A Bookseller's Appeal for ABACUS

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I bought my bookstores 13 years ago without any business training. I had worked in, and then managed the stores for several years, but apart from that, I was, let's face it, an English major. I had a boss who drew fascinating diagrams on tablecloths in restaurants, teasing out numbers and ratios in a dizzying stream of consciousness, and I absorbed some of those insights, but when I came to be responsible for the business I sometimes felt that I was relying wholly on rules of thumb dimly remembered from a dozen different sources. My rent seemed like a lot of money. Was it too high? How much money should we spend on advertising and marketing? Should I wean myself off the distributors and try to buy more books directly from the publishers? Years before we had set up non-returnable accounts with the publishers. Was that still the right way to buy?

I think it was that first year, or maybe the second, that I filled out an ABACUS report. I remember that it was with some dread that I plugged in numbers, because the words of the expensive accountant that my lawyer made me hire were still ringing in my ears -- "I would not recommend that you buy this business." I had paid his fee, hustled him out of there before the bankers arrived, and bought the business anyway, but had remained secretly fearful that he was right and I was wrong. Now this report would spit out an actual bottom line, and I would be stuck with the truth. Is it serious, Doc?

The report did spit out a bottom line, and it even went one better -- it showed me, side by side with my numbers, the bottom lines [in aggregate] of hundreds of other similar bookstores, so one could see in an instant where one's profit, and one's losses, resided. Literally. I was relieved that my business was in fact sound, but also saw very clearly on which threads its success dangled. Yes, my rent was too high, but not by much, and only at one location. My employee costs were much higher than for other bookstores, but our lower cost of goods, attributable in part to our mix of new and used, and partly to our taking advantage of non-returnable discounts, really helped offset the difference. Our advertising budget could, and probably should, be higher -- perhaps a fun new ad campaign was in order -- and we could afford it. And this was just the first year. Every year since I have been not only eager to do my numbers -- a good refresher on the past year in and of itself -- but have been on pins and needles waiting for the full report that shows how we line up against other businesses, and how our efforts to improve our situation have fared.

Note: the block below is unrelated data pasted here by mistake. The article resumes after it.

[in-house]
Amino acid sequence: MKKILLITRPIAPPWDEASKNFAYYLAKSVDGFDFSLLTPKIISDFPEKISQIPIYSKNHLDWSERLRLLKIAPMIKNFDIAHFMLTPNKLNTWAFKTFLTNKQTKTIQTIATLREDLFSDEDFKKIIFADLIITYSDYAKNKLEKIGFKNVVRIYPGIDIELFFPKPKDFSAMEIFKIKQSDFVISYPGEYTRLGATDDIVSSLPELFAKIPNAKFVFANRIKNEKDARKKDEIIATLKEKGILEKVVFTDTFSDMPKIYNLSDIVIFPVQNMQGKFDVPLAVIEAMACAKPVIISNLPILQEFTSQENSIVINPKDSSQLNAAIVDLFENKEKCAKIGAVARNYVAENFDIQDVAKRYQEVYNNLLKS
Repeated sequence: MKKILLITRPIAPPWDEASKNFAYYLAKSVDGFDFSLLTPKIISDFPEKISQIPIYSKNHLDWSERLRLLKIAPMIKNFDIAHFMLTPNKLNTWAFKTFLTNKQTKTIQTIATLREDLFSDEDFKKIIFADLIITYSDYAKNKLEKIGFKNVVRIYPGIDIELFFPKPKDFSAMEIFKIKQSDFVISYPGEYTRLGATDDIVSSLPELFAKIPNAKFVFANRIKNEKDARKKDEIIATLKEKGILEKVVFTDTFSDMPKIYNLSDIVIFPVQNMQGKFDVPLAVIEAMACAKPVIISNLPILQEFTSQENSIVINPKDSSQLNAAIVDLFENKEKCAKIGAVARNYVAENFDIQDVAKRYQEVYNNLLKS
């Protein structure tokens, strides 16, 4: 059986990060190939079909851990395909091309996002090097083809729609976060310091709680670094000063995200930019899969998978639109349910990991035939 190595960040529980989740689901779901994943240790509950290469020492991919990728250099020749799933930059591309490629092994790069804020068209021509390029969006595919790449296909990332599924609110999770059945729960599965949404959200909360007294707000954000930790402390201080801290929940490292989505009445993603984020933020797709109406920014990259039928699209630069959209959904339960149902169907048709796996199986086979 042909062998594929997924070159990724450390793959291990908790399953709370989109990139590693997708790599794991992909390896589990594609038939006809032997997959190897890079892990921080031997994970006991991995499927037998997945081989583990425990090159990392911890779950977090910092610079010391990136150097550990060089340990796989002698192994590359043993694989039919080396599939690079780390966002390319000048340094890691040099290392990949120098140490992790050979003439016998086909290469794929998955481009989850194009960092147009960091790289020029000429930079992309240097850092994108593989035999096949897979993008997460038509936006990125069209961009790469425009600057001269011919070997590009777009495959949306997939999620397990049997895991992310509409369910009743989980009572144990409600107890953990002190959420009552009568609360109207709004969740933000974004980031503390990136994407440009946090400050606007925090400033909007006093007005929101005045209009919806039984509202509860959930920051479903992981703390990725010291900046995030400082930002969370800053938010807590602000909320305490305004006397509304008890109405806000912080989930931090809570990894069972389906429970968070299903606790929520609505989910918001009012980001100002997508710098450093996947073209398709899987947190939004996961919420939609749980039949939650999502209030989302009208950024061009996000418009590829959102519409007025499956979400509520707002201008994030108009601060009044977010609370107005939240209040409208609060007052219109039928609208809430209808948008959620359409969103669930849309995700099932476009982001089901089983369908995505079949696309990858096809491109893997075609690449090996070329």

Just one example: Being familiar with my business through my years of ABACUS participation meant that when I listened to Avin [Mark Domnitz, former ABA CEO] preaching the 2% solution I understood immediately what he was driving at -- more than that, I knew what I had to do and how to do it. This helped us A LOT through a few tough years, and continues to help keep us on track once things eased up.

ABACUS is unique. It mines real numbers from real stores that are like my own. These are numbers I can use. These are numbers you can take to the bank. Does any other industry have this resource, so painstakingly maintained over so many years?

I would like to make a personal phone call to every bookseller in our association, urging them to please, go sit down with a few financial documents and give your fellow booksellers an hour that might help them keep their business. And if this appeal doesn't work, I may have to make those calls. So just do it. It is a seriously good business practice.

Amy Thomas
President for Life, Pandora's Books Inc.
Pegasus and Pendragon Books

All ABA member bookstores can participate in the ABACUS survey by submitting their financial data in a convenient -- and totally secure -- online survey form. Completing the survey should take about an hour -- and all information provided is kept strictly confidential. The deadline for participation in ABACUS 2009 is midnight on August 15.